Normally I would use a program like Prime 95 to generate a full CPU load to measure noise levels but with the GX60 and its fan control button, that wasnít necessary. Pressing the touch-sensitive panel spools the fan up to full speed in no time. And as you might expect with a beefy gaming system, the fans are pretty loud at full tilt. When under an actual heavy load, the system stayed surprisingly cool considering the discrete graphics inside. The system remains very quiet when doing basic tasks like surfing the web and watching videos online.
MSI also earns praise for including a quality SteelSeries keyboard, a wired gaming mouse (albeit basic in nature) and a Blu-ray drive. These are the type of amenities that are typically reserved for higher-end systems so itís nice to see them included here.
As we alluded to earlier, the MSI GX60 wonít win any design awards or recognition for being thin and lightweight. Instead, what you get is a system that is geared specifically towards gamers on the go (and on a budget). Ultimately, MSI got many of the pieces of the puzzle right with the GX60 but they skimped on a few amenities and components that would have led to better gaming performance.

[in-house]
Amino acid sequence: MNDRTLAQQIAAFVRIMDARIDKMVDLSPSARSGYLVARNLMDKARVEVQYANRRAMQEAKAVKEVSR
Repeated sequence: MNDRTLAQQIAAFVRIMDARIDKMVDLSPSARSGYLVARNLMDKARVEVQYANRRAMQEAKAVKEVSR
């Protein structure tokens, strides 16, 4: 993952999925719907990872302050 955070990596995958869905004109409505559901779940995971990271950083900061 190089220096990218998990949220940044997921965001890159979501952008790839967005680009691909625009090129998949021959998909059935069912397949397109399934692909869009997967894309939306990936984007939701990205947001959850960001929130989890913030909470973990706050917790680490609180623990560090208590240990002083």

For example, new titles like Far Cry 3 are perfectly playable at around 30 frames per second on medium graphics settings using the native 1080p screen resolution. Anything higher, however, and you start dipping into the mid-20s where things are noticeably choppy.
Furthermore, scores in synthetic tests like 3DMark 2006 are in line with the Acer TimelineU M5 which ships with more modest GeForce GT 640M LE graphics. We see the same thing in Far Cry 2 and StarCraft 2 where the TimelineU M5 outpaces the GX60. The key difference between the systems is that the Acer is paired with a third generation Intel Core i5 processor. One has to wonder how much more performance could be squeezed out of the 7970M if it were also paired with a more capable CPU from Intel's current lineup.
The MSI GX60 is a budget gaming notebook that almost gets the formula right. As tested, the GX60 is meant to be sold for $1,420, but we couldn't find it anywhere as of writing. Instead an identical system without the SSD is sold on Amazon and Newegg for $1,200. Considering the SSD was one of weak points of this system, for $100 you could easily justify plugging in a faster, more reliable SSD than the one MSI shipped to us.
Despite the bulky aesthetics we applaud how rounded the MSI system is, especially for the price, you get a pretty good GPU, display quality, built-in audio and battery life. Which ultimately makes it hard not to wonder what sort of potential the GX60 could have had with the right processor.
Pros: Great value and excellent graphics. Three monitor output capable. Good combination of display quality, audio and battery life. Blu-ray drive.
Cons: AMD A10 processor limits the system's performance potential. A bit bulky by today's notebook standards.